Again as with our stakeholder group this isn’t to say that other framings weren’t apparent but they also talked about rainfall as a cause, but a much greater emphasis of the failings of particular actors or groups - and this alludes to a set of expectations that had not been met, and perhaps expectations which were not reflected in institutional responsibilities. This stands in contrast to the institutional discourses that we saw which were emphasizing the extreme nature of the event and the major work they do across the UK to resist and limit the damaging effects of flooding, in a context of funding constraints.
Different understandings of the problem of course connect centrally to how people see the solutions - So in this respect these different framings of the problem and causes contribute to (and in part underlay) the emergence of major social divisions that we saw in the aftermath of the 2013/14 flooding. And we want to argue it’s important to understand these differences in expectations and motivations to underpin a perhaps needed reconstituted social contract with the public around flooding responses and responsibilties.
We saw major social divisions both within and between affected publics and actors with institutional responsibilities for FRM, highlighted in the top quote here. Our research can in part help to explain why these divisions occurred and as we move forward with the research we’ll be using that to try to build understanding of how they might be addressed or lessened in future. (but we have have also observed division within and between community’s.)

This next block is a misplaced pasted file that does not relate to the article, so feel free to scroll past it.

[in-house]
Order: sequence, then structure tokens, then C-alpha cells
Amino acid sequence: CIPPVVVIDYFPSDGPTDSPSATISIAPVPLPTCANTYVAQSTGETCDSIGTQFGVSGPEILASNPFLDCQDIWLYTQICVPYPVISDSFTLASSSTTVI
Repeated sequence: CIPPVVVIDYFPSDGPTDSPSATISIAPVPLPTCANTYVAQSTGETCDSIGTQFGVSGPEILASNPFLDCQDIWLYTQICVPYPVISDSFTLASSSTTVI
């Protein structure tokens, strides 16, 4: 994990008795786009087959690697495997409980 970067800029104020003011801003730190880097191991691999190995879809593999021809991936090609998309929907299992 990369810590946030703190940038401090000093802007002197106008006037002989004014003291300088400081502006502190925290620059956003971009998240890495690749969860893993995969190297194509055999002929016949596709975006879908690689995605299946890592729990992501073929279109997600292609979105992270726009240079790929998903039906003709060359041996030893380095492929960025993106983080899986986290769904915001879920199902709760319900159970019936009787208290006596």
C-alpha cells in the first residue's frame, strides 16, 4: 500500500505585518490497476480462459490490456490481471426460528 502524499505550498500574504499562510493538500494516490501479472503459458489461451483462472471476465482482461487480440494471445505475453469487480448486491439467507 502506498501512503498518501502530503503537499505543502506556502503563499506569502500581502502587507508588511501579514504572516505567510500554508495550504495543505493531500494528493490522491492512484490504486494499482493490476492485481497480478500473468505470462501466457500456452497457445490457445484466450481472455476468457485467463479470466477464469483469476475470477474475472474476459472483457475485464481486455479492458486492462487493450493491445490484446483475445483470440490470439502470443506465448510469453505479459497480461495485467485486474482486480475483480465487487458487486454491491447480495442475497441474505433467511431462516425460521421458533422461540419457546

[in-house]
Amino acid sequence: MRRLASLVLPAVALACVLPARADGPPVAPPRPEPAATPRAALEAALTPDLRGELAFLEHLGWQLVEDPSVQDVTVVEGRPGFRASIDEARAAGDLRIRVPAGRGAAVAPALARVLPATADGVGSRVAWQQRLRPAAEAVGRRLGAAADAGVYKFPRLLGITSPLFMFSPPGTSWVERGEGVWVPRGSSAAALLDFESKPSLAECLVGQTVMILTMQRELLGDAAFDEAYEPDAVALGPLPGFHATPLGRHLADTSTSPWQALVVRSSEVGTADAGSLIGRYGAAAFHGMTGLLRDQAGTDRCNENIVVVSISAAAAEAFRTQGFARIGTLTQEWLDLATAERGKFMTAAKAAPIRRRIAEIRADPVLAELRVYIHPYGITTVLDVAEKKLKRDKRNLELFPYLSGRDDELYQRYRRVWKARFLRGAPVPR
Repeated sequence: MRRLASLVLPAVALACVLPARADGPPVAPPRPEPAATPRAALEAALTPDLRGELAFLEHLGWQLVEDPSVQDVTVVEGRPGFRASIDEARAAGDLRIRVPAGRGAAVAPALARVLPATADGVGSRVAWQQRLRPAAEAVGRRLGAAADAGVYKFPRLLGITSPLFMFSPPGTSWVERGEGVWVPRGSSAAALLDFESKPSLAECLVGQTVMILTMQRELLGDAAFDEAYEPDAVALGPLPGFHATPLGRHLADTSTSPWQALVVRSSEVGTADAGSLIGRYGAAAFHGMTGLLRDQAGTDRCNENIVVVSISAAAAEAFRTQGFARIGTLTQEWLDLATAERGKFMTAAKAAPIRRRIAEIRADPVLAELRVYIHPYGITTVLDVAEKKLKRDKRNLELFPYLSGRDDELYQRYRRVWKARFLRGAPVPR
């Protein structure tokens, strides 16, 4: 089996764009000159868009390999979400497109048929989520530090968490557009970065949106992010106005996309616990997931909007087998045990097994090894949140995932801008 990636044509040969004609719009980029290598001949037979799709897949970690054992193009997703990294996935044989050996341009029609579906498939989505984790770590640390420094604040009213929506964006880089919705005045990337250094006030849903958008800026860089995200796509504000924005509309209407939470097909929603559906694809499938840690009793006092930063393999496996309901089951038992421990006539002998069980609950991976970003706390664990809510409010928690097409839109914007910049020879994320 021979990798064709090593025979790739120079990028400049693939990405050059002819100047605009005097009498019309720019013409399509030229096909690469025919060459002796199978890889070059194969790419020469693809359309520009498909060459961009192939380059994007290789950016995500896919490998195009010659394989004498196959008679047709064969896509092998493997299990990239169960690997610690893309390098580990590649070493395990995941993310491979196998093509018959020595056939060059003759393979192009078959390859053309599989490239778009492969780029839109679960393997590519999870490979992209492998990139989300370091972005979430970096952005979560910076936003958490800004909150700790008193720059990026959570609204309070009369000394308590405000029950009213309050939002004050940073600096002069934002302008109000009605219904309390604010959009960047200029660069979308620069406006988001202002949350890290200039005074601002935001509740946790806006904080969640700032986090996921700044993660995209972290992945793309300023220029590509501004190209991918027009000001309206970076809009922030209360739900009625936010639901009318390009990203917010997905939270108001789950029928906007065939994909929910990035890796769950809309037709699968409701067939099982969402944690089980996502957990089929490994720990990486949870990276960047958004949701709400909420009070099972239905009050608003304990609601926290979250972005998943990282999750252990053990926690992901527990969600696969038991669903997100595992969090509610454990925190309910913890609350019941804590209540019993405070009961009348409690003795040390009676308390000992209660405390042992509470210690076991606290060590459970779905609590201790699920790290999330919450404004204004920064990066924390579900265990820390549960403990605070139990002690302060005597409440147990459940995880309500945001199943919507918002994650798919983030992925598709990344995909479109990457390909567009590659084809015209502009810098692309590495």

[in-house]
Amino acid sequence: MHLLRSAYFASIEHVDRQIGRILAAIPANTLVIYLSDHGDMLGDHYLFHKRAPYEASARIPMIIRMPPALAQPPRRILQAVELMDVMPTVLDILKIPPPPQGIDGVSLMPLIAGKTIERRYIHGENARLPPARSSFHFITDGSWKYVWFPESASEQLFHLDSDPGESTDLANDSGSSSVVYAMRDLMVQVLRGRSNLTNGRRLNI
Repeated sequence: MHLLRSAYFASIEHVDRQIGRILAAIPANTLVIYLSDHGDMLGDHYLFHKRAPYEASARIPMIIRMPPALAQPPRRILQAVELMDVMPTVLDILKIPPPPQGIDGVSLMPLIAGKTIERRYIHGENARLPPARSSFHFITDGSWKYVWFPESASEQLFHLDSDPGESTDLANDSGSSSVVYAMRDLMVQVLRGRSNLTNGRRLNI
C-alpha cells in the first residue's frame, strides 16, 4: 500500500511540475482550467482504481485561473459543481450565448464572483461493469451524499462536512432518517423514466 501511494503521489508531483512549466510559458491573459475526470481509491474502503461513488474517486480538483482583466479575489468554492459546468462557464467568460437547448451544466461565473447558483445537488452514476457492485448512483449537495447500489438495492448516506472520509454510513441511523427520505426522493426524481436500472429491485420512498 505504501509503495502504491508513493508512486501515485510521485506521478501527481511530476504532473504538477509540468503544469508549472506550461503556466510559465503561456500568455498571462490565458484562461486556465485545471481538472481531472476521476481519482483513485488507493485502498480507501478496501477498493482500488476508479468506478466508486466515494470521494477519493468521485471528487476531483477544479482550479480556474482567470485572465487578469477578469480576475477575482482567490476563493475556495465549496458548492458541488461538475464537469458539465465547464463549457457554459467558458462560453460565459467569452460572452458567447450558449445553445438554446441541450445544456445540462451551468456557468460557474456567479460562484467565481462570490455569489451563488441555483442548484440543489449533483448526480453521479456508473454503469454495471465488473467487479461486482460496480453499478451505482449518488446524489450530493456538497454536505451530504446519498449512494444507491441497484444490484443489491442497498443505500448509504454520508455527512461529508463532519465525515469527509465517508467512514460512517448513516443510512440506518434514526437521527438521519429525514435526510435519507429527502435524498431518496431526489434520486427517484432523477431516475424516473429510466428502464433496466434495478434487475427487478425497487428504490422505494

2nd Quote - In part about knowledge – explored in other research and focus of a lot of the social analysis following the floods - but centrally this we want to argue that it perhaps more fundamentally about these differing views on responsibility and expectations with regards to protection and the wider response to flooding… (Whatmore et al)
So actually while the different framings of the issues are many senses really quite nuanced – this over-riding sense of institutional failure saw a public bought into being, that achieved a significant media presence that as far as the outside world was concerned was the voice of the public/people in Somerset
This dominant public voice that emerged was a campaign for dredging the rivers in Somerset, which was STOP THE FLOODING DREDGE THE RIVERS as you can see in the logo here.
And this became the focus of a media campaign – starting in social media then subsequently attracted a lot of attention from the mainstream media, key political figures, (Owen Paterson secretary of state for Defra), key establishment figures, such as Prince Charles who visited and brought national significance to the campaign heightened the mainstream media attention. But the response to this was one at odds with, rather than empathetic to the viewpoints and feelings of flood affected residents.
The significance of the media as a form of communication arguably meant that the terms of the debate were somewhat narrowed during and in the period following the following perpetuating and further exacerbating existing underlying divisions.